Having a good mentor is vital to development in many different aspects of life. Good mentors engage in conversation and take time to understand your goals and motivations. They encourage you to expand your skills base and help you navigate outside of your comfort zone. Mentors work in your interest, while still providing constructive, honest feedback to help you grow (University of Washington). Finding good mentors can be challenging and takes effort on the part of the mentee to build a good relationship. As a freshman, I was paired with a mentor at my major at the time and given no guidance on forming a relationship with this person. I was a bit lost because I never really had a mentor relationship in the past and was unsure on how to use that connection. It was difficult to find things to work with him on because we didn’t really understand each other and I did also didn’t understand the real purpose of our relationship. Now as I have gotten older, I have wonderful mentors from within my organization at school. Our alumni advisors are wonderful mentors to me. We have many shared experiences and are both working with the same goal in mind: to better the chapter. These strong connections help build a relationship based on mutual trust that we will make decisions and fulfill our roles to the best of our abilities. The freely offer advice and feedback on my actions and I know everything they recommend is always in my best interest as a leader to our chapter. Not only do they care about the chapter, but they have also taken a personal interest in my professional and personal development. These two women are a phenomenal additions to my mentor network!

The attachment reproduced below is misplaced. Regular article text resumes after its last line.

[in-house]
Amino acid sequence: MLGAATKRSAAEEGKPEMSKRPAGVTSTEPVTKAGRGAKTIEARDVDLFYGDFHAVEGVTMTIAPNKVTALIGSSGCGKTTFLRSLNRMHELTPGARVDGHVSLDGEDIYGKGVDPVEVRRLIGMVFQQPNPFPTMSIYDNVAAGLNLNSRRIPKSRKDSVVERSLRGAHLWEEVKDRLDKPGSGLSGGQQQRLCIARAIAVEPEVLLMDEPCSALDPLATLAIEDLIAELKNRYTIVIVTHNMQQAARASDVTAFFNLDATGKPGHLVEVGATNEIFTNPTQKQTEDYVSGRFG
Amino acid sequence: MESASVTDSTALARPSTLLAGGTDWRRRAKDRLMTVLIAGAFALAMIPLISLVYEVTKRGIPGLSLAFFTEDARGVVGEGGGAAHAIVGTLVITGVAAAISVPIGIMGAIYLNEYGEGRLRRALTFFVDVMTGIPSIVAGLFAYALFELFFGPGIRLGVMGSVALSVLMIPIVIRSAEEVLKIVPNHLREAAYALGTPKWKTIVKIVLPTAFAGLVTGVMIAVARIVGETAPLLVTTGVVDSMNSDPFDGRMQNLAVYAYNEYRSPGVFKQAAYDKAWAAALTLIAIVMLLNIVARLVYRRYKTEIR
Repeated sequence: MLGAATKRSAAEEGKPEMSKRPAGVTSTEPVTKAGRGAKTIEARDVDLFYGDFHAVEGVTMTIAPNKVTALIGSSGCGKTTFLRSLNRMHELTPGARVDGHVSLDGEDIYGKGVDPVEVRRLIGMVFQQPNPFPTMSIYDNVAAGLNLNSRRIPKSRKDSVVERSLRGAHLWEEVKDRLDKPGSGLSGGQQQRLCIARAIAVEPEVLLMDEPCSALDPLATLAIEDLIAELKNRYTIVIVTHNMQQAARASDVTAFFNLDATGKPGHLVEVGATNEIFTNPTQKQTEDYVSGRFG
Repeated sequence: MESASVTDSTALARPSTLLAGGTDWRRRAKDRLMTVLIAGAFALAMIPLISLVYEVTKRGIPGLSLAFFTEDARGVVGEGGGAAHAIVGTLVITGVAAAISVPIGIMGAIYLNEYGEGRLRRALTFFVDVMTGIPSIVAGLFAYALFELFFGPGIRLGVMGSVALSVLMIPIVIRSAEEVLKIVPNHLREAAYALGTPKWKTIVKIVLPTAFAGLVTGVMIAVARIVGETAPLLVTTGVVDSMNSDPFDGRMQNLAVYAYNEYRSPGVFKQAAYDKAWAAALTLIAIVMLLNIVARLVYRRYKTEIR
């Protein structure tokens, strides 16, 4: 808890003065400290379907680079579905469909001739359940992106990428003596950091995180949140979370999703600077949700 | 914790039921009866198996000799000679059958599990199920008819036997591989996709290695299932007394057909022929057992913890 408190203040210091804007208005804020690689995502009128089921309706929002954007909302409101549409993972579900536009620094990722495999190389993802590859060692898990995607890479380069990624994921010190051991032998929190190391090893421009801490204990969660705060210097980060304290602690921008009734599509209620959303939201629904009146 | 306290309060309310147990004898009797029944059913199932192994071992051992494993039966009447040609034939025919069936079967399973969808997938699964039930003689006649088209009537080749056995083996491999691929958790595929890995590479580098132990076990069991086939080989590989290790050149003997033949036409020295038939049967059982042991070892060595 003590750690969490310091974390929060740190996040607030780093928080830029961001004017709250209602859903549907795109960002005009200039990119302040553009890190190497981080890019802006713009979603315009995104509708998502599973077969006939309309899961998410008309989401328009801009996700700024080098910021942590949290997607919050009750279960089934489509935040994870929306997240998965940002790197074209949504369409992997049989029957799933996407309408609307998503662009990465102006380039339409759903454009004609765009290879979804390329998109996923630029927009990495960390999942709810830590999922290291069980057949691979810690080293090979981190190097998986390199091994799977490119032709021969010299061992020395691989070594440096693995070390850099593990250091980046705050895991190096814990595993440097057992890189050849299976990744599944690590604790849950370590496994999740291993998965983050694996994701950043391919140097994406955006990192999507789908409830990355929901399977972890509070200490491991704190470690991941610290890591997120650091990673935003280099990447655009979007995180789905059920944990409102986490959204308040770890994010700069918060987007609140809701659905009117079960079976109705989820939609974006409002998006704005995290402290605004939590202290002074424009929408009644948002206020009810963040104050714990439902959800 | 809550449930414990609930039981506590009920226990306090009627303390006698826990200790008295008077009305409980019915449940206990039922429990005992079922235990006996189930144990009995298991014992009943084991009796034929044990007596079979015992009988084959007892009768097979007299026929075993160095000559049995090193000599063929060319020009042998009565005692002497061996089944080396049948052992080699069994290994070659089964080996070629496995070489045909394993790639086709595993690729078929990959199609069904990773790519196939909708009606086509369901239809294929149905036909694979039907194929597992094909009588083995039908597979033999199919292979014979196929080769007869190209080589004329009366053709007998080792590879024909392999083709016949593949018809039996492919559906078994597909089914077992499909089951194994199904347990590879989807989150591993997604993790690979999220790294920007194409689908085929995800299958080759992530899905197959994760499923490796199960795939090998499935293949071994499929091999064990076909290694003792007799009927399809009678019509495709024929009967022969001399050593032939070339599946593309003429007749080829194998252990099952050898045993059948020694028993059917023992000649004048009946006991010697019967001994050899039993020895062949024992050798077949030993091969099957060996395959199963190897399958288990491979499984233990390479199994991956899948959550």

The article “Indispensable Traits of a Collaborative Leader” by Tammy Vora essentially sums up a good leader and knowing themselves and knowing their people. There were two other points about giving feedback and being culturally aware, but I think these points can be incorporated in the first two. Knowing yourself is essential to being a good leader. Being able to understand your own strengths and weaknesses increases your confidence (Vora). I also believe it helps you shape your supporting leadership team. Being self-aware helps me know what I can and can’t handle well and when to ask for help from my executive board. This also plays into knowing my people. Knowing the members strengths and catering to those helps the group function more efficiently as a whole. Knowing who to call on for what helps me find the support I need to run the chapter and allows the members to hone their skills as well.
Providing Feedback in Professional Situations
From experience, I’ve learned providing feedback isn’t always the easiest thing to do, though 100% necessary in daily life. Trying to be clear and concise while strengthening the relationship between you and the other person is a tricky balance. In one of my current leadership positions on campus, I’ve been avoiding giving feedback by taking on more work load myself. I don’t enjoy confrontation, so instead of addressing my concerns upfront, I just tend to fix all the issues myself. I know in the end, this makes the situation worse for me and my organization because my attention is split and none of my officers are growing their leadership skills. Also, delaying feedback one leads to more annoyance and less patience (Petersen), which can clearly be felt. Giving good feedback comes with practice. People of different backgrounds and cultures respond very differently to certain word choices that can cause confusion (Meyer). Knowing the people you are working with and how they react to feedback it vital to creating a good working environment. This is definitely one skill I will be working to improve!
University of Washington, Mentoring: A Guide for Students, http://grad.uw.edu/for-students-and-post-docs/core-programs/mentoring/mentoring-guides-for-students/ (Links to an external site.)Links to an external site.
Tammy Vora - The Indispensable Traits of a Collaborative Leader http://qaspire.com/2014/05/11/indispensable-traits-of-a-collaborative-leader-part-3/ (Links to an external site.)Links to an external site.
Deborah Petersen - Feedback is a Gift, http://www.gsb.stanford.edu/insights/carole-robin-feedback-gift (Links to an external site.)Links to an external site.
Meyer, E. (2015) Giving Negative Feedback Across Cultures http://knowledge.insead.edu/blog/insead-blog/giving-negative-feedback-across-cultures-4259 (Links to an external site.)Links to an external site.